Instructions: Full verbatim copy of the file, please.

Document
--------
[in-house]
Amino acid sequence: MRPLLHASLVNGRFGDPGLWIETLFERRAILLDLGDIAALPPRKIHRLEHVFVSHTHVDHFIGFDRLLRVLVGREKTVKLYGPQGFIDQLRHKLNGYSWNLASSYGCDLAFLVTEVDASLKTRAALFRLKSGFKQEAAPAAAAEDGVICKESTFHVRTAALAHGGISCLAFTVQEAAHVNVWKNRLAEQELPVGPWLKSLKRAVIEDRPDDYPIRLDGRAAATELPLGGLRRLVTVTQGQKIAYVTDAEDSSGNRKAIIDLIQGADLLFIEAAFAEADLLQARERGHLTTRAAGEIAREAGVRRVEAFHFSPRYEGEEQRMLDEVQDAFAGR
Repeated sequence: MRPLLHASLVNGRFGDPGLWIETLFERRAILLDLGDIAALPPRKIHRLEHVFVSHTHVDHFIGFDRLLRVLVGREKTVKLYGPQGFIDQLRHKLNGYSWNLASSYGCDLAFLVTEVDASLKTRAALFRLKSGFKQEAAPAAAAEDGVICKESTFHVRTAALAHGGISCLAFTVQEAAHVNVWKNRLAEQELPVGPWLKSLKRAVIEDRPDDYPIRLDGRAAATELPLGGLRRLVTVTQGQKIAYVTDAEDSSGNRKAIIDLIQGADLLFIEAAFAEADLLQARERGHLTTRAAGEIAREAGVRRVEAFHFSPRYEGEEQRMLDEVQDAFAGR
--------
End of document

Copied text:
[in-house]
Amino acid sequence: MRPLLHASLVNGRFGDPGLWIETLFERRAILLDLGDIAALPPRKIHRLEHVFVSHTHVDHFIGFDRLLRVLVGREKTVKLYGPQGFIDQLRHKLNGYSWNLASSYGCDLAFLVTEVDASLKTRAALFRLKSGFKQEAAPAAAAEDGVICKESTFHVRTAALAHGGISCLAFTVQEAAHVNVWKNRLAEQELPVGPWLKSLKRAVIEDRPDDYPIRLDGRAAATELPLGGLRRLVTVTQGQKIAYVTDAEDSSGNRKAIIDLIQGADLLFIEAAFAEADLLQARERGHLTTRAAGEIAREAGVRRVEAFHFSPRYEGEEQRMLDEVQDAFAGR
Repeated sequence: MRPLLHASLVNGRFGDPGLWIETLFERRAILLDLGDIAALPPRKIHRLEHVFVSHTHVDHFIGFDRLLRVLVGREKTVKLYGPQGFIDQLRHKLNGYSWNLASSYGCDLAFLVTEVDASLKTRAALFRLKSGFKQEAAPAAAAEDGVICKESTFHVRTAALAHGGISCLAFTVQEAAHVNVWKNRLAEQELPVGPWLKSLKRAVIEDRPDDYPIRLDGRAAATELPLGGLRRLVTVTQGQKIAYVTDAEDSSGNRKAIIDLIQGADLLFIEAAFAEADLLQARERGHLTTRAAGEIAREAGVRRVEAFHFSPRYEGEEQRMLDEVQDAFAGR